But if you can’t 

Come sit and be still 

May you know you can come,

sit and breathe for a while.  

In this silence. 

Waiting for the Dawn

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Good Friday

It’s Good Friday. I’m sitting trying to find the meaning of this day again. I miss sharing it with others, I miss not having a fixed faith community at the moment. I miss Good Friday’s past, trailing from my teenage years of sitting in the shelter of Guildford Cathedral and soaking up the silent awful majesty of this day. 

And so today I pause. 

I breathe in the long history past, a cross, a man rejected, killed, friends who fell asleep and denied they knew him, a man alone in a garden wondering if there was another road to take, a mystery of curtain torn, darkness falling in the daytime, the divine ripped apart, the forsaken lostness, the cup drunk, the shifting change, the newness about to be forged, but first the fire, the stopping sadness, the silence, the end. 

Always the end. 

Before there can be a beginning

Always there is an end. 

I sit and breathe in this story all our stories are found in. 

Each year I need something different from this Easter wonder, this mystery, this clarity of view, this story to end and begin all stories. This year I need to know that all stories must have an ending before there is a new beginning. I feel the ache of our ending. I lean into the grief and the loss. I lean into the loneliness and know that somewhere there will be hope again, a new start, a path ahead. I wrap this silence around me and wonder. I sit waiting. I look at the most desperate of all places in this story and know that the end gave way to more than anyone could have dreamed. 

I hold all our endings and longings for new beginnings and I wait. No easy timeline for any of us but never the final despair. I hold onto hope finding a way.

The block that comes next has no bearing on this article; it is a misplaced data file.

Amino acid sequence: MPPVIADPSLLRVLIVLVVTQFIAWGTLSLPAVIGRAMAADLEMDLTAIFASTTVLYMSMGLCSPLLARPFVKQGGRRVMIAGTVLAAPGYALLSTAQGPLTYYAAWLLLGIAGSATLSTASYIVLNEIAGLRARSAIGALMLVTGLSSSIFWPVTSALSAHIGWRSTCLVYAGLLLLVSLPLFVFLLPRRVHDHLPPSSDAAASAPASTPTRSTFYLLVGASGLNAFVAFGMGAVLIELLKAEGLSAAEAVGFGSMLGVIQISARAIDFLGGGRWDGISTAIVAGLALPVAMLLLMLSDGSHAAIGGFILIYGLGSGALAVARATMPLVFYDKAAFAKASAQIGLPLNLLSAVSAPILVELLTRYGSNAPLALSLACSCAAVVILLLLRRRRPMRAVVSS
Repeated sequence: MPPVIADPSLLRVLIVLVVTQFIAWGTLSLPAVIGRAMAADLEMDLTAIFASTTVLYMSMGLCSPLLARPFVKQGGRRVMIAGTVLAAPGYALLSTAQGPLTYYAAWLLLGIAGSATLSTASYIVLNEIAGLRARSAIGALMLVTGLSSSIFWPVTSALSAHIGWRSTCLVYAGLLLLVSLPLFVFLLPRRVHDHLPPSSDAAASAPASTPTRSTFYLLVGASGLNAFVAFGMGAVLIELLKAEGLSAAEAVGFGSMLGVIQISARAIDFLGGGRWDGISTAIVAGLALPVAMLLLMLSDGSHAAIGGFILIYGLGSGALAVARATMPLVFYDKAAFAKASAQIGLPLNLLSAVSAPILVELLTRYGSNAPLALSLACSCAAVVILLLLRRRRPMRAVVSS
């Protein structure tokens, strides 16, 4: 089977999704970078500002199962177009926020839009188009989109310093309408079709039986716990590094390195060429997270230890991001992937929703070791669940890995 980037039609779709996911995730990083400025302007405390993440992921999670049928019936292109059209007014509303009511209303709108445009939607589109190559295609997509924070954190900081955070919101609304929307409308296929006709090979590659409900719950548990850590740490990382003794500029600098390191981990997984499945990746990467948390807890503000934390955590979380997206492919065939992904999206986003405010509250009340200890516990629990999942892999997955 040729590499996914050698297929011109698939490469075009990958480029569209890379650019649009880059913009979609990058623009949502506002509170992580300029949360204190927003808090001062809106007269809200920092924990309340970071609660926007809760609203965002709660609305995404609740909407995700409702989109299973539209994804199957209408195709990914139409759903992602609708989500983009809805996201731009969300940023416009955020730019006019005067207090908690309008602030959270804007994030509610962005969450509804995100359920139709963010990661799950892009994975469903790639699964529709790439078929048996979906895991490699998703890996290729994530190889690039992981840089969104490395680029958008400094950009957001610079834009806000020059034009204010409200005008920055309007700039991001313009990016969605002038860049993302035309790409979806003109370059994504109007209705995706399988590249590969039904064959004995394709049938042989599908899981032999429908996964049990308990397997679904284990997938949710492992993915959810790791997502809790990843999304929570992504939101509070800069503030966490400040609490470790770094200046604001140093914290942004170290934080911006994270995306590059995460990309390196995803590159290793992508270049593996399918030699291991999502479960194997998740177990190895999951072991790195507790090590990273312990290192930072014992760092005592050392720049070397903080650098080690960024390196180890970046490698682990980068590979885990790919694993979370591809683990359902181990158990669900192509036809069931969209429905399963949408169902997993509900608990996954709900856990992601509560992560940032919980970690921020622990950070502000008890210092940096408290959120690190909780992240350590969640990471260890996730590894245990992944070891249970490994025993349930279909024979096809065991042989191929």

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On mother love…

I know mothers day isn’t easy for anyone, it can be full of ache, grief and sadness. It can be full of disappointment at the lack of children, the pain of loss of mothers or children, the desire to be honoured well as a mother and the feeling of not being celebrated or seen in your mothering. It’s a whole lot of strange. It might be just to raw to think about, in which case ignore this post. But I think I wanted to find myself in the mother heart of God, to receive mother love and care myself as I ponder what it means to be mother and in other mother type relationships. 

Back in the early 90s I grew up going to a big Anglican Church in the heart of Guildford, my Mum worked for a charity called the Amos Trust and the man behind that charity went to our church, Garth Hewitt. There is a small subsection of English Christians who will know Garth, big on the Greenbelt scene and with a deep heart for justice. I think it was him and his songs which helped give me a context for life beyond white middle class Guildford. He was also slightly ahead of the game when it came to different expressions of spirituality and ways of experiencing the divine.

I remember when his album with the song ‘we need your mother love O God’ came into our house. It was probably the first time anyone had highlighted the need to look at the divine feminine (and was a super low key way of introducing that concept..). I wasn’t sure though, was this phrase allowed? God had always been described to me in terms of father, male, and, lets face it, the old man with a beard was never far from my mind when it came to images of God.

I knew those passages were there though, the ones where God said as a mother can’t forget the child at her breast, I cannot forget you. I knew about the mother hen gathering chicks. I stored away the thought, not quite able to deal with why this talk of the mother love of God still jarred with me.